Not to take anything away from this great ensemble cast, but I think it says a lot about the writing of an excellent play, that it can be recast without much angst. Eventually, everyone needs to move on artistically--look at HAMILTON. Good for them. Both plays were life changing for the actors in different ways.
IdinaBellFoster said: "I still can’t believe there isn’t 1 woman on the creative team."
Yup . . . and check out the creative team on TOOTSIE. There was a subversive feminist viewpoint in the movie, due in no small part I think, with in inclusion of Elaine May on the script. Take note . . . she's still around and still brilliant.
The statement you made about the show's potential merits echo precesely the hopes that everyone and their brother - Ken Mandelbaum leading the pack - had for The Goodbye Girl back in 1992; with its killer-diller star wattage and music by Marvin Hamlisch. Couldn't miss. And it too opened at the Marquis."
And NICK AND NORA with Joanna Gleason . . . what could go wrong?
BroadwayConcierge said: "JBroadway, the movie is a beloved gem. It’s one of my all-time favorites, and seems to be many others’, too. I find that when I tell people about a Tootsie musical being made, they respond enthusiastically with, “Oh, I LOVE that movie!” It’s really comedy gold.
I also think it’s going to have a really poignant, powerful message at this time in history. Plus, with David Yazbek penning the score, it seems like ther
standingovation79 said: "the only thing that rings TRUEabout Brantley's review is the BADLY WRITTEN book by John Logan (I can't believe the check cleared after the producers saw what his book read like).
It smells to me like he's trying to reel it in after his misstep with the review for Head Over Heels.
That's BALDLY written, not badly . . . baldly. Here's the definition: " without any extra detail or explanation; plainly; blunt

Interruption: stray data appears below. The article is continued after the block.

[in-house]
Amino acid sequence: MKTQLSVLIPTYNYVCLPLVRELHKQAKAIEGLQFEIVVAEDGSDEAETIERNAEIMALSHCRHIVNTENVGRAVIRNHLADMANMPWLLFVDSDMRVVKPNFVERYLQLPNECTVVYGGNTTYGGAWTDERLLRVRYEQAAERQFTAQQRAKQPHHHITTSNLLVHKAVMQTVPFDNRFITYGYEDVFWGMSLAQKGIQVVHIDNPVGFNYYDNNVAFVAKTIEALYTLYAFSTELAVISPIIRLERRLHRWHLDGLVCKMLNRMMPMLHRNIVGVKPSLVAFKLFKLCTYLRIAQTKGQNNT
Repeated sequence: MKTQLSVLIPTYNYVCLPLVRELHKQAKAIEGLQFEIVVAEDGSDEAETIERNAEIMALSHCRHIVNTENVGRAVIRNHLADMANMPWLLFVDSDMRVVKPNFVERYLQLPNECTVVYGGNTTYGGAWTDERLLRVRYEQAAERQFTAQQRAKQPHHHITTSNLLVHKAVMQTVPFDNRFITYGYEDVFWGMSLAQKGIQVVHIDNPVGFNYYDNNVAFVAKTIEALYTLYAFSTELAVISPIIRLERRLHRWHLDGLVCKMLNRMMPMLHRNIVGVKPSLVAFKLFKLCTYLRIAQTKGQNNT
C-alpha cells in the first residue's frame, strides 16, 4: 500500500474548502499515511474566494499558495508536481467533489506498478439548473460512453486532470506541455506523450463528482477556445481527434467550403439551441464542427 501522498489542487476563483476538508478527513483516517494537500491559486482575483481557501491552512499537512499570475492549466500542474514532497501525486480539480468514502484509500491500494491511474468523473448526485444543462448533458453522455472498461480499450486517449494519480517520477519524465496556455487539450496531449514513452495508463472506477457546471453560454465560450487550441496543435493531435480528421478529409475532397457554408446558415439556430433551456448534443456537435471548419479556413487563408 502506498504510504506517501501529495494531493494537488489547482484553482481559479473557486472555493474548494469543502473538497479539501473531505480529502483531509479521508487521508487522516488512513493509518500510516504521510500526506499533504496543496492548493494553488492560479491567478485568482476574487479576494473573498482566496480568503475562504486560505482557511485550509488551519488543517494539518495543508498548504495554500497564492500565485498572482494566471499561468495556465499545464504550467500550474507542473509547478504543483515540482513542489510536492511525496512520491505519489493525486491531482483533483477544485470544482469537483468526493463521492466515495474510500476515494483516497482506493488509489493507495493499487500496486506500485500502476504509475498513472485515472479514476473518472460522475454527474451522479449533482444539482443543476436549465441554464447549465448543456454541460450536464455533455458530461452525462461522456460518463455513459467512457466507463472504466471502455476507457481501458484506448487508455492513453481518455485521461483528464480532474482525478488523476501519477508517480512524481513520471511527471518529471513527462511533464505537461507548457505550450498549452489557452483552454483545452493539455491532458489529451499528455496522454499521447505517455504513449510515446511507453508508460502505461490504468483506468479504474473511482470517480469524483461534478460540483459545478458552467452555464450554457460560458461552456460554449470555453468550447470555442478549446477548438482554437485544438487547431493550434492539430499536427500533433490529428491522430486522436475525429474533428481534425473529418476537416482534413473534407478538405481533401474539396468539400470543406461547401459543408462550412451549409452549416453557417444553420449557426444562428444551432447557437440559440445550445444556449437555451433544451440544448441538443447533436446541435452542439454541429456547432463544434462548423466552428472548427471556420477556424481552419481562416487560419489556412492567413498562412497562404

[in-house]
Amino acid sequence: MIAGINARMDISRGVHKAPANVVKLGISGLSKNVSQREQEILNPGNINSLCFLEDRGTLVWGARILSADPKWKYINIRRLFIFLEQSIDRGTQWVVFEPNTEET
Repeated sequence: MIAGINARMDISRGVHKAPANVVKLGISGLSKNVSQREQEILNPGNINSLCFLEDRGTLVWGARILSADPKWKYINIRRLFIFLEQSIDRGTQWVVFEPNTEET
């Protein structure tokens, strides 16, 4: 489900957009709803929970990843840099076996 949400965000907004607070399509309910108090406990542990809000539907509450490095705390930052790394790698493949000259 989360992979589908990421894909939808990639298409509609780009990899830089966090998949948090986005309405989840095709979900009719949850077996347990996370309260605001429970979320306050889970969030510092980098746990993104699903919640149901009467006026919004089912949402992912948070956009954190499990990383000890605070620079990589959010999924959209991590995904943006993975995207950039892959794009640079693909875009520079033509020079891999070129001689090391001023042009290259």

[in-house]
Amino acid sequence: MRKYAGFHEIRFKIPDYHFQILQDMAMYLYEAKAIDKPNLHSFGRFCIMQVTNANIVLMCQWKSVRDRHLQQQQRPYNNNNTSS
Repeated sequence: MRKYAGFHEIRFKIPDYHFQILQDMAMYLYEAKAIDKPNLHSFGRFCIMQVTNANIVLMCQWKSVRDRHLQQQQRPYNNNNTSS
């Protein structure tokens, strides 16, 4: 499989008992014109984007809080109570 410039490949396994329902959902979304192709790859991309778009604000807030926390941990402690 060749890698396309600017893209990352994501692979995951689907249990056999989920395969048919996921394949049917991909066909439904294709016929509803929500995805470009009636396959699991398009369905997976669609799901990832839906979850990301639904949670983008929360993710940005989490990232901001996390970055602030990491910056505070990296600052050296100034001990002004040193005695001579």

I think some folks aren't familiar with how talented and versatile she is. Don't be so quick to pigeon-hole her because of her outstanding work on Broadway.
Someone asked, "Can she dance?" Yes. She's played Peggy Sawyer in 42nd Street, and Sally Bowles in Cabaret. Her dancing skills are excellent. You can rent/view Indecent to see small examples of her dance skills.
I think she's a terrific actress and does very well in all she does, but she should have not signed on for 8 shows if she couldn't handle it. That's the nature of the beast and a lot of people do it. She should have signed on for a reduced schedule up front. And I think you can figure out what a common idiom like "stay in your lane" means.
adamgreer said: "I love how Lin, in typical LMM fashion, manages to make the interaction all about him. The guy saying he liked the classics may have been a simple enough statement having nothing to do with Hamilton. He may not even have BEEN aware of the fact that he was speaking to the composer of Hamilton."
Really? You are slamming Mr. Miranda, one of the most gracious and generous artists of today? Whatever the conversation was, your conjecture is mea
And with ALL due respect to the hard-working, talented Dame Diana Rigg: she has never had a role as vocally-demanding as this.
What?? Really? Let's consider 3 of her non-musical roles . . . MEDEA, MOTHER COURAGE, and Martha in WHO'S AFRAID OF VIRGINIA WOOLF. We could forever debate the vocal challenges of classic theatre to Broadway show tunes. She did these roles before everything was so heavily miked, so I'd submit, that is the greater challenge